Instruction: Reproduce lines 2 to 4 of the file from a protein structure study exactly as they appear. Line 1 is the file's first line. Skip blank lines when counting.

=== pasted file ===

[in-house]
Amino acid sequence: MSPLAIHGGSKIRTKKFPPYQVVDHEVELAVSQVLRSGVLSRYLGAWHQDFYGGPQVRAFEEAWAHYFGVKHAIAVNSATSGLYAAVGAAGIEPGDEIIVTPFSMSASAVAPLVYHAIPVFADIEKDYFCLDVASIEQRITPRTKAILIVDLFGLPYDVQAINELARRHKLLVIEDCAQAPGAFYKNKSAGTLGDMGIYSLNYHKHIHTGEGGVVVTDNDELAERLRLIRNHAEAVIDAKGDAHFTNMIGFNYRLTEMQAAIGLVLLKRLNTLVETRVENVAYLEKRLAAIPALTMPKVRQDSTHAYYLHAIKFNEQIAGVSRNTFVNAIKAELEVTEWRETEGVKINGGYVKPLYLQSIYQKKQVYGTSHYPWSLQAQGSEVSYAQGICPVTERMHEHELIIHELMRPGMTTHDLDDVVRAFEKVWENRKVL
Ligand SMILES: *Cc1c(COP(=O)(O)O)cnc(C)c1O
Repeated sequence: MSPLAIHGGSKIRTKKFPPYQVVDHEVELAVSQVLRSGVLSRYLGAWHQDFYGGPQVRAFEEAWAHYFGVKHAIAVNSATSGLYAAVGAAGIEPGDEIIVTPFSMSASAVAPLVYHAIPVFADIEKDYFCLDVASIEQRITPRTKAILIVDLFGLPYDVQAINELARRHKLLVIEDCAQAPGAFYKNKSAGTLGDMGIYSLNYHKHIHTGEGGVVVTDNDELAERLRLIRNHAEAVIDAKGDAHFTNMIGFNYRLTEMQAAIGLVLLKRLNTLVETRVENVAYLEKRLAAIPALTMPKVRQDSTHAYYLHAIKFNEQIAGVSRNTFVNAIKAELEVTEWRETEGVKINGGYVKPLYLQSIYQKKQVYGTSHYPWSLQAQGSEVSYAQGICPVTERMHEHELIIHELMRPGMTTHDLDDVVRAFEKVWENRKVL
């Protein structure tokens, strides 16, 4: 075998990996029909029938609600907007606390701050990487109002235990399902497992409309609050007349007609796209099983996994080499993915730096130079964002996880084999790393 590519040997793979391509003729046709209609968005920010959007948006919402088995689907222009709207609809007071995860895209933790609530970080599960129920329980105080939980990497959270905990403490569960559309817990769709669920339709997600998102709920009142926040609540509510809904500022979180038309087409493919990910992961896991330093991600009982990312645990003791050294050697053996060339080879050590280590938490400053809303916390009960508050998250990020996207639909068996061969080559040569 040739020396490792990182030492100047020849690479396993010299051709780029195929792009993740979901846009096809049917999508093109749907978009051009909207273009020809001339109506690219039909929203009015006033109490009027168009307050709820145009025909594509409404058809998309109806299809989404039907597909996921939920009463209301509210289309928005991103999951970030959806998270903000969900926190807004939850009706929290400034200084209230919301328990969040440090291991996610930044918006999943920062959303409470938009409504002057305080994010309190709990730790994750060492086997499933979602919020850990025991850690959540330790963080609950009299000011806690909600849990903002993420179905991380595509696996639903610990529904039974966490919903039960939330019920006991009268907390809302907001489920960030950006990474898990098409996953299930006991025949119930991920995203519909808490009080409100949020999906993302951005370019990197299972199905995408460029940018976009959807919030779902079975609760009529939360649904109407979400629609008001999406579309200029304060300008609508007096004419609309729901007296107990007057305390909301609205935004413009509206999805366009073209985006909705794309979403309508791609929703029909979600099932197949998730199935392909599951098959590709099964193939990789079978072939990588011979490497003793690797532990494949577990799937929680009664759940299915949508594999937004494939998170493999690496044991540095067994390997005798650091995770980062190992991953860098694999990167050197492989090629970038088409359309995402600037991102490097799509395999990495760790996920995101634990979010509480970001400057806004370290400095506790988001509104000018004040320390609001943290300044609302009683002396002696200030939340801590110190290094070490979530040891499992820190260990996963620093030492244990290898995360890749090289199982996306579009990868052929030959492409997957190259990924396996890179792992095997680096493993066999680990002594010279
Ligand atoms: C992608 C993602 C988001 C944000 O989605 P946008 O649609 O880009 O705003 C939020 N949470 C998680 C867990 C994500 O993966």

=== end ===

Amino acid sequence: MSPLAIHGGSKIRTKKFPPYQVVDHEVELAVSQVLRSGVLSRYLGAWHQDFYGGPQVRAFEEAWAHYFGVKHAIAVNSATSGLYAAVGAAGIEPGDEIIVTPFSMSASAVAPLVYHAIPVFADIEKDYFCLDVASIEQRITPRTKAILIVDLFGLPYDVQAINELARRHKLLVIEDCAQAPGAFYKNKSAGTLGDMGIYSLNYHKHIHTGEGGVVVTDNDELAERLRLIRNHAEAVIDAKGDAHFTNMIGFNYRLTEMQAAIGLVLLKRLNTLVETRVENVAYLEKRLAAIPALTMPKVRQDSTHAYYLHAIKFNEQIAGVSRNTFVNAIKAELEVTEWRETEGVKINGGYVKPLYLQSIYQKKQVYGTSHYPWSLQAQGSEVSYAQGICPVTERMHEHELIIHELMRPGMTTHDLDDVVRAFEKVWENRKVL
Ligand SMILES: *Cc1c(COP(=O)(O)O)cnc(C)c1O
Repeated sequence: MSPLAIHGGSKIRTKKFPPYQVVDHEVELAVSQVLRSGVLSRYLGAWHQDFYGGPQVRAFEEAWAHYFGVKHAIAVNSATSGLYAAVGAAGIEPGDEIIVTPFSMSASAVAPLVYHAIPVFADIEKDYFCLDVASIEQRITPRTKAILIVDLFGLPYDVQAINELARRHKLLVIEDCAQAPGAFYKNKSAGTLGDMGIYSLNYHKHIHTGEGGVVVTDNDELAERLRLIRNHAEAVIDAKGDAHFTNMIGFNYRLTEMQAAIGLVLLKRLNTLVETRVENVAYLEKRLAAIPALTMPKVRQDSTHAYYLHAIKFNEQIAGVSRNTFVNAIKAELEVTEWRETEGVKINGGYVKPLYLQSIYQKKQVYGTSHYPWSLQAQGSEVSYAQGICPVTERMHEHELIIHELMRPGMTTHDLDDVVRAFEKVWENRKVL